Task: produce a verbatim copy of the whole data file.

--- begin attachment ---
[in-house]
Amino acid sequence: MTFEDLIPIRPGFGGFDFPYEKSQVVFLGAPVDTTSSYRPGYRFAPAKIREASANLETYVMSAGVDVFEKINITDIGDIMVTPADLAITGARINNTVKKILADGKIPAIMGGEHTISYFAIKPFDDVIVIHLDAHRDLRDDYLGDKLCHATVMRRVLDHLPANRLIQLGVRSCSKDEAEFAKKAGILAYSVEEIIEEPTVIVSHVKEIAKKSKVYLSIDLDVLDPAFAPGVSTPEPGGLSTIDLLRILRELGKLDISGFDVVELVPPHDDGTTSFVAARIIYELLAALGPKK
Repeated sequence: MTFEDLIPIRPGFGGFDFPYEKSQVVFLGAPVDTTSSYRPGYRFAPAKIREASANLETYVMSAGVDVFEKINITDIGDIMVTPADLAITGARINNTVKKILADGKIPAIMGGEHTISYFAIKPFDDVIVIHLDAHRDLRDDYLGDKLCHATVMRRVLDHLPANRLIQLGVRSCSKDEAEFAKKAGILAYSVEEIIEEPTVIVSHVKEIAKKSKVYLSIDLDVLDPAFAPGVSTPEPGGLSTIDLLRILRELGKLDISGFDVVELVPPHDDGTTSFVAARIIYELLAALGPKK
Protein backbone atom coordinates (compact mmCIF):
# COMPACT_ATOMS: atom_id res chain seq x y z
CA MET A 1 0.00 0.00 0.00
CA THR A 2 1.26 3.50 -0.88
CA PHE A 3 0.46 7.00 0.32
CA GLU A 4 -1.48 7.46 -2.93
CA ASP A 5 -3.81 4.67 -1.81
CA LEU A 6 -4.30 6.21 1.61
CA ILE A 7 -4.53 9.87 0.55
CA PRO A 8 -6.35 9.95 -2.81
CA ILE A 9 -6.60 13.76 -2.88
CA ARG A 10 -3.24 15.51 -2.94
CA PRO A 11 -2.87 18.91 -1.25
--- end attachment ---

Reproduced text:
[in-house]
Amino acid sequence: MTFEDLIPIRPGFGGFDFPYEKSQVVFLGAPVDTTSSYRPGYRFAPAKIREASANLETYVMSAGVDVFEKINITDIGDIMVTPADLAITGARINNTVKKILADGKIPAIMGGEHTISYFAIKPFDDVIVIHLDAHRDLRDDYLGDKLCHATVMRRVLDHLPANRLIQLGVRSCSKDEAEFAKKAGILAYSVEEIIEEPTVIVSHVKEIAKKSKVYLSIDLDVLDPAFAPGVSTPEPGGLSTIDLLRILRELGKLDISGFDVVELVPPHDDGTTSFVAARIIYELLAALGPKK
Repeated sequence: MTFEDLIPIRPGFGGFDFPYEKSQVVFLGAPVDTTSSYRPGYRFAPAKIREASANLETYVMSAGVDVFEKINITDIGDIMVTPADLAITGARINNTVKKILADGKIPAIMGGEHTISYFAIKPFDDVIVIHLDAHRDLRDDYLGDKLCHATVMRRVLDHLPANRLIQLGVRSCSKDEAEFAKKAGILAYSVEEIIEEPTVIVSHVKEIAKKSKVYLSIDLDVLDPAFAPGVSTPEPGGLSTIDLLRILRELGKLDISGFDVVELVPPHDDGTTSFVAARIIYELLAALGPKK
Protein backbone atom coordinates (compact mmCIF):
# COMPACT_ATOMS: atom_id res chain seq x y z
CA MET A 1 0.00 0.00 0.00
CA THR A 2 1.26 3.50 -0.88
CA PHE A 3 0.46 7.00 0.32
CA GLU A 4 -1.48 7.46 -2.93
CA ASP A 5 -3.81 4.67 -1.81
CA LEU A 6 -4.30 6.21 1.61
CA ILE A 7 -4.53 9.87 0.55
CA PRO A 8 -6.35 9.95 -2.81
CA ILE A 9 -6.60 13.76 -2.88
CA ARG A 10 -3.24 15.51 -2.94
CA PRO A 11 -2.87 18.91 -1.25